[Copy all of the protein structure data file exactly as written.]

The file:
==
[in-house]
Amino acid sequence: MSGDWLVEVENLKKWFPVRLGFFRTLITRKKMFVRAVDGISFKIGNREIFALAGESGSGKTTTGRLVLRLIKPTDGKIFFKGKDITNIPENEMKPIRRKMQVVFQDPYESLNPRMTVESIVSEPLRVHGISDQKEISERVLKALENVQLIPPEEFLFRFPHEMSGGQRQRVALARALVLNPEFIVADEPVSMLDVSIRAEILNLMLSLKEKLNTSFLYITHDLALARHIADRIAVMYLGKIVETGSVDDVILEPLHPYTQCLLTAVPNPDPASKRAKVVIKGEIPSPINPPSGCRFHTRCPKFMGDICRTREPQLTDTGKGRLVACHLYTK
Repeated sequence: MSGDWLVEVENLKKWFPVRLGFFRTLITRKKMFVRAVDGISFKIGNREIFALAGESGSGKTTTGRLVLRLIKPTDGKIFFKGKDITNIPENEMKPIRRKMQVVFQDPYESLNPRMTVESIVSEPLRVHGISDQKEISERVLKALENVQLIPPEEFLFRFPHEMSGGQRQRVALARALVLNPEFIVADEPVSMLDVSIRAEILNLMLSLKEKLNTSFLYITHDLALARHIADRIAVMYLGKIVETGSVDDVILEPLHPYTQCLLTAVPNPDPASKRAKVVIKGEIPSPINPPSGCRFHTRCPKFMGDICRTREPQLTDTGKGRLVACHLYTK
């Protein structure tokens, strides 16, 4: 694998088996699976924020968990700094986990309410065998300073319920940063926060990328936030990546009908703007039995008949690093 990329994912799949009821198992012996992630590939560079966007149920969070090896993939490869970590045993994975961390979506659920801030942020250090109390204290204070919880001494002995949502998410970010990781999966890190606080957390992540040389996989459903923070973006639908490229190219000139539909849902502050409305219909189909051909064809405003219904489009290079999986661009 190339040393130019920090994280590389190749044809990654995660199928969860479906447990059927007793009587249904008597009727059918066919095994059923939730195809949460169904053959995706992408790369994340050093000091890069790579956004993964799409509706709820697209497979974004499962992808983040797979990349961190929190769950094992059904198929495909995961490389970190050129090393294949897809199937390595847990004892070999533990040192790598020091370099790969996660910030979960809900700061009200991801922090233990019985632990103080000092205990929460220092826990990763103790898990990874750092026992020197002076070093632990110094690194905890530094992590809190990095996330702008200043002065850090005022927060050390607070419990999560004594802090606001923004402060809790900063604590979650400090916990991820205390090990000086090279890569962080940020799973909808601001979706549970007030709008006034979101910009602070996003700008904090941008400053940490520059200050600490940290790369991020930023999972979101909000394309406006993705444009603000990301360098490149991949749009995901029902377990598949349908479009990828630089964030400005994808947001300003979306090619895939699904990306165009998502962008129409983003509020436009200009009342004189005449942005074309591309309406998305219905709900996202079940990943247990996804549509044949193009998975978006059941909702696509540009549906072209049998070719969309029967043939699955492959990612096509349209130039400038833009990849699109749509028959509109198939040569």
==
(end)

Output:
[in-house]
Amino acid sequence: MSGDWLVEVENLKKWFPVRLGFFRTLITRKKMFVRAVDGISFKIGNREIFALAGESGSGKTTTGRLVLRLIKPTDGKIFFKGKDITNIPENEMKPIRRKMQVVFQDPYESLNPRMTVESIVSEPLRVHGISDQKEISERVLKALENVQLIPPEEFLFRFPHEMSGGQRQRVALARALVLNPEFIVADEPVSMLDVSIRAEILNLMLSLKEKLNTSFLYITHDLALARHIADRIAVMYLGKIVETGSVDDVILEPLHPYTQCLLTAVPNPDPASKRAKVVIKGEIPSPINPPSGCRFHTRCPKFMGDICRTREPQLTDTGKGRLVACHLYTK
Repeated sequence: MSGDWLVEVENLKKWFPVRLGFFRTLITRKKMFVRAVDGISFKIGNREIFALAGESGSGKTTTGRLVLRLIKPTDGKIFFKGKDITNIPENEMKPIRRKMQVVFQDPYESLNPRMTVESIVSEPLRVHGISDQKEISERVLKALENVQLIPPEEFLFRFPHEMSGGQRQRVALARALVLNPEFIVADEPVSMLDVSIRAEILNLMLSLKEKLNTSFLYITHDLALARHIADRIAVMYLGKIVETGSVDDVILEPLHPYTQCLLTAVPNPDPASKRAKVVIKGEIPSPINPPSGCRFHTRCPKFMGDICRTREPQLTDTGKGRLVACHLYTK
């Protein structure tokens, strides 16, 4: 694998088996699976924020968990700094986990309410065998300073319920940063926060990328936030990546009908703007039995008949690093 990329994912799949009821198992012996992630590939560079966007149920969070090896993939490869970590045993994975961390979506659920801030942020250090109390204290204070919880001494002995949502998410970010990781999966890190606080957390992540040389996989459903923070973006639908490229190219000139539909849902502050409305219909189909051909064809405003219904489009290079999986661009 190339040393130019920090994280590389190749044809990654995660199928969860479906447990059927007793009587249904008597009727059918066919095994059923939730195809949460169904053959995706992408790369994340050093000091890069790579956004993964799409509706709820697209497979974004499962992808983040797979990349961190929190769950094992059904198929495909995961490389970190050129090393294949897809199937390595847990004892070999533990040192790598020091370099790969996660910030979960809900700061009200991801922090233990019985632990103080000092205990929460220092826990990763103790898990990874750092026992020197002076070093632990110094690194905890530094992590809190990095996330702008200043002065850090005022927060050390607070419990999560004594802090606001923004402060809790900063604590979650400090916990991820205390090990000086090279890569962080940020799973909808601001979706549970007030709008006034979101910009602070996003700008904090941008400053940490520059200050600490940290790369991020930023999972979101909000394309406006993705444009603000990301360098490149991949749009995901029902377990598949349908479009990828630089964030400005994808947001300003979306090619895939699904990306165009998502962008129409983003509020436009200009009342004189005449942005074309591309309406998305219905709900996202079940990943247990996804549509044949193009998975978006059941909702696509540009549906072209049998070719969309029967043939699955492959990612096509349209130039400038833009990849699109749509028959509109198939040569």